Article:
Nove Voce, a local choral society, has returned to Prince George with silver medals from the INTERKULTUR Grand Prix of Nations and Fourth European Choir Games event held in Gothenburg, Sweden.
Choirs from all over the world gathered to compete and participate in mass choir performances and workshops.
"The city of Gothenburg is spectacular," Robin Norman, Nove Voce's choir director, said. "It's got this beautiful balance of old and new, so the venues we were singing in were glorious."
Stora Teatern is a grand theatre in Gothenburg that has four tiers of box seats and everything is gilded, Norman described.
"Oh, it was just such a joy," she added.
"We went in there to sing and we all sound like angels because the acoustics are so good."
The other competition was held in a university hall.
"We got to perform in front of these glorious murals from 1750 and it was just so beautiful," Norman said. "We were feeling pretty overwhelmed with some of that, especially because the city of Gothenburg really opened its arms to everybody. It was pretty lovely that way."
The group competed in two categories, folk song and chamber.
As for the Grand Prix of Nations competition which is for national title holders, Norman said Nove Voce members were happy and sad about it.
"The girls sang really well and about half the judges recognized that," she said. "It's like the marking power in figure skating so the judge from Indonesia loved us and gave us nines across the board, but Sweden did not. The judge gave us fives."
Other judges from South Africa and Britain gave scores between 7.5 and 8.5 and Norman said she believes Nove Voce's performances were more in line with their scores than the Swedish judge's score. For scores to come in between 5 and 9 is something Norman considers quite diverse and no critique or explanation will be forthcoming.
Norman was able to offer her assessment of the choir she leads and said she understood when the choir sang Log Driver's Waltz with more expression and had more fun they were awarded .5 higher and during another performance .2 was taken from their score when they momentarily lost rhythm.
"And that made total sense to me," Norman said. "We knew we weren't going to walk away with the grand championship. There are choirs competing that have done this for several years and this is our first time. So we just went in saying we're doing this to represent Canada because Canada hasn't been in the Grand Prix of Nations for a while."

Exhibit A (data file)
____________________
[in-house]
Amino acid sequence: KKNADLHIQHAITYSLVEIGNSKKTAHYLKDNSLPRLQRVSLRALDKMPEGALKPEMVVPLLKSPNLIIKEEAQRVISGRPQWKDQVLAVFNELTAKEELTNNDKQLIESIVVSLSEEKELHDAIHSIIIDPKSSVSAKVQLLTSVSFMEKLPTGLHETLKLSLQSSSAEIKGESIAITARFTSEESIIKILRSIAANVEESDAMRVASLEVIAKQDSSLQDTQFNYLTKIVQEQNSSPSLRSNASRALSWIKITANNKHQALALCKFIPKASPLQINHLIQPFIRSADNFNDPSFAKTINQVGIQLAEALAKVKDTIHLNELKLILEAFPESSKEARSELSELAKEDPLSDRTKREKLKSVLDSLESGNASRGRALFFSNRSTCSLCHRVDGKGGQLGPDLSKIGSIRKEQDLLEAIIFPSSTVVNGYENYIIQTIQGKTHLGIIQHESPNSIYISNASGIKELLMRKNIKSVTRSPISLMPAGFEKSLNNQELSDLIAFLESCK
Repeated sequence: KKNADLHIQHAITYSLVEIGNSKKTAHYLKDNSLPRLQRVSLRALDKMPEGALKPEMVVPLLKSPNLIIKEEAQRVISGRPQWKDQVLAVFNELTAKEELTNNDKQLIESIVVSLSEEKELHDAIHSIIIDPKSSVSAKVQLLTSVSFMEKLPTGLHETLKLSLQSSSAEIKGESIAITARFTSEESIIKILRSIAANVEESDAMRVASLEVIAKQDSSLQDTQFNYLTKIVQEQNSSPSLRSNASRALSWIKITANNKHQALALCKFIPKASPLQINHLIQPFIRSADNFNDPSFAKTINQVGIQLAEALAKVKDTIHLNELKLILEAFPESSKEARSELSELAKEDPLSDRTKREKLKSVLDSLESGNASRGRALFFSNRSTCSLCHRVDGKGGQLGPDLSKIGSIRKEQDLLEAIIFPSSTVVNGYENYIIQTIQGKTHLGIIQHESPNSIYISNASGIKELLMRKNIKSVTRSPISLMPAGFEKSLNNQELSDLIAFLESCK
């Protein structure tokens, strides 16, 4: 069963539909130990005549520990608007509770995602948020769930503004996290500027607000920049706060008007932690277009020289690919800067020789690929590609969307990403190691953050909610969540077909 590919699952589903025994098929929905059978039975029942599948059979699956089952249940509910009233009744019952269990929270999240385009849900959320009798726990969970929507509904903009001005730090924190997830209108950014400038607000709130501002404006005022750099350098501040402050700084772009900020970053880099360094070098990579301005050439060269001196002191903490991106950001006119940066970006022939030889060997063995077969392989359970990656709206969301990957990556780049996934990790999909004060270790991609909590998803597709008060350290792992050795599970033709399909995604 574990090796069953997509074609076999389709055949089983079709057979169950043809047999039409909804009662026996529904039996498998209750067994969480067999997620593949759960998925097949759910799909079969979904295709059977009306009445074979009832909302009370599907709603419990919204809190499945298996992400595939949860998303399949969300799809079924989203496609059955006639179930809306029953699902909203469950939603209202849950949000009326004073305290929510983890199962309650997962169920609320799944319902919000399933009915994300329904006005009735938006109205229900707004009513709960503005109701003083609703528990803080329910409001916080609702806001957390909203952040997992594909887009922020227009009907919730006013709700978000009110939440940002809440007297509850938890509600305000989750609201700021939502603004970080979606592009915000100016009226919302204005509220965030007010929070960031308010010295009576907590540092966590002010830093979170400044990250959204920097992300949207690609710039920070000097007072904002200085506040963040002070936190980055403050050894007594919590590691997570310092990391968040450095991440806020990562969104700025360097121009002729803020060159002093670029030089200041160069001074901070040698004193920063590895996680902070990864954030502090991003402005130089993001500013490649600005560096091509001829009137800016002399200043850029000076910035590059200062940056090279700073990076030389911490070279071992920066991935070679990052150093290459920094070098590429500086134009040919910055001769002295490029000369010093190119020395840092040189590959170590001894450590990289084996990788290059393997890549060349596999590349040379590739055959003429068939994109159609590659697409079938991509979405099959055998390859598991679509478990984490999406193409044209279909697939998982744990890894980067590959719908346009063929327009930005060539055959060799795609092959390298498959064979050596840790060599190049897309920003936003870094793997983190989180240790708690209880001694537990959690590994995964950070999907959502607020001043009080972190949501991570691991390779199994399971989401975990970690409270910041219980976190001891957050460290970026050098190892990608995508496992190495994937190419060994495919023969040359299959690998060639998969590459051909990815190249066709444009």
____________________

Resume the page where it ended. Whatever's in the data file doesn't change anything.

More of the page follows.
Nove Voce took in a workshop with South African choral director, composer and clinician Christo Burger, who said they were an impeccably prepared group and he loved their sound. He pushed them harder to make them better, Norman said. He was so in tune with the choir he could point to an individual and offer constructive advice.
"It was a pretty remarkable experience," Norman said.
Nove Voce participated in a Friendship Concert with choirs from Norway, China and Denmark.
The local choir made such an impression that the Norwegian choir wants to come to Prince George for a visit, Norman said.
The choir had support from family and friends who made the trip with them and just made it so much easier, she added.
Canfor donated black and red plaid jackets for the choir to wear while they sang classic Canadian folk songs like the Log Driver's Waltz. Local businesses and individuals sponsored the group in such a way that if money was the only thing standing in the way of the choir member attending the competition, the non-profit choral society, who was also able to fundraise throughout the year, was able to help make it happen.
For more information about the choir visit www.novevoce.ca.